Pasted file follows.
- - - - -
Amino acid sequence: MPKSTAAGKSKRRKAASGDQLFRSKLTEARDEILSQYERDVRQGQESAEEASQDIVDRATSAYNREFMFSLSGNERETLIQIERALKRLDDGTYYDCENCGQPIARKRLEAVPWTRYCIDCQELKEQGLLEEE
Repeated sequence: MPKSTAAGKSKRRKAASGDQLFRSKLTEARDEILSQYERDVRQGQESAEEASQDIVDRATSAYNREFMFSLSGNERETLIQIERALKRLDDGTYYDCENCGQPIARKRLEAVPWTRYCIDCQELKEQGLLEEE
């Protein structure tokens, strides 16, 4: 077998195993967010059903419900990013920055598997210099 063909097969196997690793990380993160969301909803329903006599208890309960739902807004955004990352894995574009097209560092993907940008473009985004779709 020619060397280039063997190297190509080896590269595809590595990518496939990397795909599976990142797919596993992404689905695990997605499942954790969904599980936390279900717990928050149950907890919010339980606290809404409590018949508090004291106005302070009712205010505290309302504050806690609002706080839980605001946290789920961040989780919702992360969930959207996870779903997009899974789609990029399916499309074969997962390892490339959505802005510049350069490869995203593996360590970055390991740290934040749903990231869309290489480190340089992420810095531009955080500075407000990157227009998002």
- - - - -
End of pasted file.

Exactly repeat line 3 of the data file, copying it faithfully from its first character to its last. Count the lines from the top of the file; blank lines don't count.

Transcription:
């Protein structure tokens, strides 16, 4: 077998195993967010059903419900990013920055598997210099 063909097969196997690793990380993160969301909803329903006599208890309960739902807004955004990352894995574009097209560092993907940008473009985004779709 020619060397280039063997190297190509080896590269595809590595990518496939990397795909599976990142797919596993992404689905695990997605499942954790969904599980936390279900717990928050149950907890919010339980606290809404409590018949508090004291106005302070009712205010505290309302504050806690609002706080839980605001946290789920961040989780919702992360969930959207996870779903997009899974789609990029399916499309074969997962390892490339959505802005510049350069490869995203593996360590970055390991740290934040749903990231869309290489480190340089992420810095531009955080500075407000990157227009998002």